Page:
The Liberal Democrats’ decision to stop MPs voting on a new law to allow doctors to test treatments on dying patients is “odd and wrong”, Labour has said.
The comments from Andy Burnham, the shadow health secretary, leave Nick Clegg's party politically isolated over its controversial decision to withdraw support for the Medical Innovation Bill.
Mr Burnham criticised the decision as “strange” and said the LibDems should have entered talks with Labour and the Tories to iron out any concerns.
He told The Daily Telegraph: “I am disappointed that the Liberals have done this – there should at least have been some cross-party talks about this, at the very least.
“The Bill was heavily amended and extra safeguards put in, and I worry a little bit that those who are opposed to it don’t realise that it is actually quite a different Bill now.”
Mr Burnham said that the Bill had offered hope to desperate parents of seriously ill or dying children.
He said: “For parents like them nothing is available and they have no hope, it [the Bill] is about opening up hope.
“It is often parents who struggle to get their voice heard – they often don’t get much parliamentary time or much focus.
“Norman’s move is odd and wrong, because just to give it an airing would help get some focus on the awful position many of these parents find themselves in.”
Margaret Hodge, a senior Labour MP, said the Bill provided “clarity and certainty for patients and doctors at the point of treatment, and enable doctors to innovate confidently”.
Peers also expressed their anger on the floor of the House of Lords on Monday that the legislation had been effectively axed without a vote by MPs.
David Cameron, the Prime Minister who had supported the Bill, said Mr Clegg and the LibDems would have to defend their decision.
The Prime Minister’s official spokesman said: “The Prime Minister has expressed his support for this – there were changes that were made during its passage through the Lords, with regard to safeguards.
“He has argued for it to go ahead and those who have come to it differently will have to explain their position."

Source: Daily Telegraph 2 March. Christopher Hope, Chief Political correspondent.

7. Lib Dem's "Death Sentence to Cancer Patients"

     The father of a terminally-ill boy has accused the Liberal Democrats of being "spineless" after they killed off a new law to allow doctors to test new cancer drugs.
Lord Saatchi’s Medical Innovation Bill, which was supported by Caring Cancer Trust, would have allowed doctors to test cutting edge new treatments on patients to help find cures for cancer and other serious illnesses.  However Norman Lamb, Lib Dem Health Minister, wrote to Jeremy Hunt, the Tory Health Secretary, informing him that that the Lib Dems would not support the Bill despite it passing through the House of Lords.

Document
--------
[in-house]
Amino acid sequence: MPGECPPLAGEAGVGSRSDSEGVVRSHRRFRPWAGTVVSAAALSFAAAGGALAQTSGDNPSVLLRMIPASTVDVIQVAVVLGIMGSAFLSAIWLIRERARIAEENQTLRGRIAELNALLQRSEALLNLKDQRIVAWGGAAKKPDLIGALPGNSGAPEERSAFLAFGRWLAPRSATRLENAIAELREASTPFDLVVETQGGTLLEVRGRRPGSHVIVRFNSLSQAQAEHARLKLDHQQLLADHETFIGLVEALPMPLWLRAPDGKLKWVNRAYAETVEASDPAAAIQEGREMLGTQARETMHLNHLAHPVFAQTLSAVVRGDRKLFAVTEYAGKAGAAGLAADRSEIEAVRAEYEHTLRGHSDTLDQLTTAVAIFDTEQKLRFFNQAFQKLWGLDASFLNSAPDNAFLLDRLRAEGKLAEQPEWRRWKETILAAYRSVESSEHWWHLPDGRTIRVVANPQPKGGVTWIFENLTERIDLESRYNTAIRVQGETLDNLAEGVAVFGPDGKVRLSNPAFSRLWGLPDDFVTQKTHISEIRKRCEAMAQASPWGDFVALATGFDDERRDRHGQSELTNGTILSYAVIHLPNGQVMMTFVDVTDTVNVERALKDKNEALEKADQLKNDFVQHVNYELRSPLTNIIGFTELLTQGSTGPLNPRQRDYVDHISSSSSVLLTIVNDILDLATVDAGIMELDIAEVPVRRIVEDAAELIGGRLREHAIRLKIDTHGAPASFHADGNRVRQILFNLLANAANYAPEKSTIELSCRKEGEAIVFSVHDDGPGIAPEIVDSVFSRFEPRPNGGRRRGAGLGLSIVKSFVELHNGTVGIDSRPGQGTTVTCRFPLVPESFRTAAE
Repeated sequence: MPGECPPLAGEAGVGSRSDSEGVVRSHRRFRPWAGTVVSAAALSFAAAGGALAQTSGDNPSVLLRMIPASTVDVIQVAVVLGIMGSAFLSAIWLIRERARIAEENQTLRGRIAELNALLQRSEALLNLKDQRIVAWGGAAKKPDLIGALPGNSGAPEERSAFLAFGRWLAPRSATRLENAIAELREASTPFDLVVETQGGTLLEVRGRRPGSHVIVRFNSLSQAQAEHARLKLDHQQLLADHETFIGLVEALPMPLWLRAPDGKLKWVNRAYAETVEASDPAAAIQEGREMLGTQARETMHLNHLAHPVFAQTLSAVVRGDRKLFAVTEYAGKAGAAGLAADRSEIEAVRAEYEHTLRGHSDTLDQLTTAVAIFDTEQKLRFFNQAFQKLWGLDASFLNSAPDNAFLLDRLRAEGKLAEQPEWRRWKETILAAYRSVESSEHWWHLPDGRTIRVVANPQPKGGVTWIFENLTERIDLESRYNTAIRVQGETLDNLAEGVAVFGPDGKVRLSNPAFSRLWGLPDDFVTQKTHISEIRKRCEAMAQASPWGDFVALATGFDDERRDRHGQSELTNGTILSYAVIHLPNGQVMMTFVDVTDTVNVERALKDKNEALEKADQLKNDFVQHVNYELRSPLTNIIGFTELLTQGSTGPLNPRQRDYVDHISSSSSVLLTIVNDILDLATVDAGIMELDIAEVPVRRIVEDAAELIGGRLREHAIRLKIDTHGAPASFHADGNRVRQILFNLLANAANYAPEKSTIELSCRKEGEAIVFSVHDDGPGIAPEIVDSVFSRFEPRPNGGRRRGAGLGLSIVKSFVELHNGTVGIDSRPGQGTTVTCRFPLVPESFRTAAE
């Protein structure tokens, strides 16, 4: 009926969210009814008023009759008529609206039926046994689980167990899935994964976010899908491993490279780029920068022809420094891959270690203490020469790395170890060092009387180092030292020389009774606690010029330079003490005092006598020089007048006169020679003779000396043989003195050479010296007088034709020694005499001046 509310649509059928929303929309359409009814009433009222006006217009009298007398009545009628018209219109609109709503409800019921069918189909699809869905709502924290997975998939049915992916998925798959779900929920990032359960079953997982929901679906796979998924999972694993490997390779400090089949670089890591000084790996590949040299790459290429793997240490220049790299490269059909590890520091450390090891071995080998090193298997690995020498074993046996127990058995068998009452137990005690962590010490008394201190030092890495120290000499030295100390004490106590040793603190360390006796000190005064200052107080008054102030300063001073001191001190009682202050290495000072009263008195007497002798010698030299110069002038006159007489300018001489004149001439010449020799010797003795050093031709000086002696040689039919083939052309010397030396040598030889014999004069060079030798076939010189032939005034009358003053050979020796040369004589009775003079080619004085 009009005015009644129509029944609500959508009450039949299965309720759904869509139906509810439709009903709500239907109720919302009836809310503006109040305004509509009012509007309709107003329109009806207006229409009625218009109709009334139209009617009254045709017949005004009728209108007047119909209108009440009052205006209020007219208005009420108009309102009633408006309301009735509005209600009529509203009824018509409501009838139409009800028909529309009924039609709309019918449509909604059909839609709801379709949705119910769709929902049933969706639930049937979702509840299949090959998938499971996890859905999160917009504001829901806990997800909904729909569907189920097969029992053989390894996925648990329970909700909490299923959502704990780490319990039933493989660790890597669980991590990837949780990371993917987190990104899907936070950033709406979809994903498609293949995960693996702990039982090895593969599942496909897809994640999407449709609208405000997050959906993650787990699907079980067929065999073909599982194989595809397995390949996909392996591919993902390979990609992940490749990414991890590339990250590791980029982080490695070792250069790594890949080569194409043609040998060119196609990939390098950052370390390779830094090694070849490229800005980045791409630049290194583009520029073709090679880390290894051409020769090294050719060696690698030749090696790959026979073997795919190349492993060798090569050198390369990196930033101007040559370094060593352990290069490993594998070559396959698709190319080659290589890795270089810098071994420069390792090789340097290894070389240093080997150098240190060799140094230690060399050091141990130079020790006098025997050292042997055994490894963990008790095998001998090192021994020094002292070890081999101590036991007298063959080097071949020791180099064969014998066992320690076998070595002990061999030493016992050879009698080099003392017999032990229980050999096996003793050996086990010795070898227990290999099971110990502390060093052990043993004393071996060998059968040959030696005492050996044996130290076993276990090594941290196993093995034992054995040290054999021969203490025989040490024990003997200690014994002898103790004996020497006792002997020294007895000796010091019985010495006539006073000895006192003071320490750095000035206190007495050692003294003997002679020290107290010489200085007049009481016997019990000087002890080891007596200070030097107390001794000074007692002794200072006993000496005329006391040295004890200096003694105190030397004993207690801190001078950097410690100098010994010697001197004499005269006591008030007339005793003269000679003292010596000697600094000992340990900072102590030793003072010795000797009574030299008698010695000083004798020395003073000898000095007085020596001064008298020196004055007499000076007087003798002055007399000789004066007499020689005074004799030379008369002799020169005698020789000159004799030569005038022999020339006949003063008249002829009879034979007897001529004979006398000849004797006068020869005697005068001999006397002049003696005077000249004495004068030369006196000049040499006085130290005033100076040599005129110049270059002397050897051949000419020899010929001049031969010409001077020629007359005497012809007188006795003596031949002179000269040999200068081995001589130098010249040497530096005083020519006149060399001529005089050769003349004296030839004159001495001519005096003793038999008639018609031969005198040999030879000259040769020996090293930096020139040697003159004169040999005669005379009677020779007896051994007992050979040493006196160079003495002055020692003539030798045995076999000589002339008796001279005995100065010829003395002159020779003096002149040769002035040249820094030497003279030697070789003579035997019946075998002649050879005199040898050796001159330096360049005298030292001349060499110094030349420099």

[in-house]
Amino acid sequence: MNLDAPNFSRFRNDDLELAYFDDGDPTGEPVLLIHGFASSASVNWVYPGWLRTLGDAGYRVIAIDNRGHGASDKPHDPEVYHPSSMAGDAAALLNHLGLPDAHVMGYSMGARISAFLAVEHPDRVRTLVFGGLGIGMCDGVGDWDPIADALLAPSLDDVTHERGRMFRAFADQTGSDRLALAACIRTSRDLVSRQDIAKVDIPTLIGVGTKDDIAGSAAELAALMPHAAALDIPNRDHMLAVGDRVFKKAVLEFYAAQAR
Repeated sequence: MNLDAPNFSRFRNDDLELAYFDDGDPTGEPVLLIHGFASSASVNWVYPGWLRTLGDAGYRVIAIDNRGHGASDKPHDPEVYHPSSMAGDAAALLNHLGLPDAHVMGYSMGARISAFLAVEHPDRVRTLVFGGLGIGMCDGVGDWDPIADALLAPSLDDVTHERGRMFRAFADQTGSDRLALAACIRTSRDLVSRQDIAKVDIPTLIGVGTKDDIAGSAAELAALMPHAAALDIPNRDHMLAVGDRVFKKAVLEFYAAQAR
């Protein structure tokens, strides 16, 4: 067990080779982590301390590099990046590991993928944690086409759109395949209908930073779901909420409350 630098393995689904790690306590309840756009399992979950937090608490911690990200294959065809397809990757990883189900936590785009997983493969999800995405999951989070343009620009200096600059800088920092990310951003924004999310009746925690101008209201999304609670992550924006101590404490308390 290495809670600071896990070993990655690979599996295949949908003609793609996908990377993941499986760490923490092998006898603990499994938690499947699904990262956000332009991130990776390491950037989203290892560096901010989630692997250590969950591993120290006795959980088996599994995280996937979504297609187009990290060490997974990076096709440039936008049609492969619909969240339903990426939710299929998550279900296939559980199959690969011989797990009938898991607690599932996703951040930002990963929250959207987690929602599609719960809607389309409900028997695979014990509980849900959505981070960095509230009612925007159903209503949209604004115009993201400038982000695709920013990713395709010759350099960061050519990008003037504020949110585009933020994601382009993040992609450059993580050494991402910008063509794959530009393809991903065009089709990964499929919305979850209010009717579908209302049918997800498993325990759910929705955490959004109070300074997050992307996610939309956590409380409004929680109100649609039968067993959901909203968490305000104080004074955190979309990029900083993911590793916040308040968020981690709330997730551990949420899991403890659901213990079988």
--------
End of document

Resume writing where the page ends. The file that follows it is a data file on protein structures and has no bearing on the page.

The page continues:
Lord Saatchi’s Bill started life as a Private Members’ Bill in the House of Lords.  It won government and media support last year after  new safeguards were introduced following lengthy consolations and debates in the Lords. It  was to have been debated by MPs on 27 February in a race to ensure it was put onto the statute books before MPs break for the election campaign. However it was pulled at the 11th hour.
“They have killed the Medical Innovation Bill,” Lord Saatchi on hearing the news. “It is dead. By killing the Bill they have killed the hopes of thousands of cancer patients. It is as simple as that. 
"Nick Clegg has handed down a death sentence to cancer patients. It is an extraordinary turn of events.
“This is a grotesque insult to the House of Lords. Lord Saatchi, who lost his wife to cancer, continued. "The Liberal Democrats are saying that the House of Commons will never debate this Bill, which has been sent to the Commons after the House of Lords had passed it.
“I have no difficulty putting this at Nick Clegg’s door. I am very happy to stand that on him. There is no doubt that he has authorised the letter.
“One day he will feel very guilty about this I imagine. To do what he has done, to kill all these people’s hopes, is something that will haunt him.”

Source: Daily Telegraph 28 February. Christoher Hope, Chief Political correspondent